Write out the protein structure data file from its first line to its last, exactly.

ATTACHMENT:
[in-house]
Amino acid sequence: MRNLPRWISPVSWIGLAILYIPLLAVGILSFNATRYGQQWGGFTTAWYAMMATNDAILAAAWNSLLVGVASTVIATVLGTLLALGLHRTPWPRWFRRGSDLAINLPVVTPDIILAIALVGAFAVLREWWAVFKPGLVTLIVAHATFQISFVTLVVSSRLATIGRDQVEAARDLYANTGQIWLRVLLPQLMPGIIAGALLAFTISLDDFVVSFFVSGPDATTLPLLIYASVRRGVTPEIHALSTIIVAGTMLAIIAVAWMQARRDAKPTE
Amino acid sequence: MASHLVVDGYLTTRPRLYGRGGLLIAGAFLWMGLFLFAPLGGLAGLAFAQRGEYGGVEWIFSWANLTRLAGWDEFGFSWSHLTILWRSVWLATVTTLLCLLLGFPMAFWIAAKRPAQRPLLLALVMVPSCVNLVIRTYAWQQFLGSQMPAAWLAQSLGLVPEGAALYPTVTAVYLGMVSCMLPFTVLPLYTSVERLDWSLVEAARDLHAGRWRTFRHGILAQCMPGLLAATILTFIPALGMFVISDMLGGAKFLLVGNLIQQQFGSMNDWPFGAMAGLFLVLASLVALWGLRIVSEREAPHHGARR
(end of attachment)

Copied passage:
[in-house]
Amino acid sequence: MRNLPRWISPVSWIGLAILYIPLLAVGILSFNATRYGQQWGGFTTAWYAMMATNDAILAAAWNSLLVGVASTVIATVLGTLLALGLHRTPWPRWFRRGSDLAINLPVVTPDIILAIALVGAFAVLREWWAVFKPGLVTLIVAHATFQISFVTLVVSSRLATIGRDQVEAARDLYANTGQIWLRVLLPQLMPGIIAGALLAFTISLDDFVVSFFVSGPDATTLPLLIYASVRRGVTPEIHALSTIIVAGTMLAIIAVAWMQARRDAKPTE
Amino acid sequence: MASHLVVDGYLTTRPRLYGRGGLLIAGAFLWMGLFLFAPLGGLAGLAFAQRGEYGGVEWIFSWANLTRLAGWDEFGFSWSHLTILWRSVWLATVTTLLCLLLGFPMAFWIAAKRPAQRPLLLALVMVPSCVNLVIRTYAWQQFLGSQMPAAWLAQSLGLVPEGAALYPTVTAVYLGMVSCMLPFTVLPLYTSVERLDWSLVEAARDLHAGRWRTFRHGILAQCMPGLLAATILTFIPALGMFVISDMLGGAKFLLVGNLIQQQFGSMNDWPFGAMAGLFLVLASLVALWGLRIVSEREAPHHGARR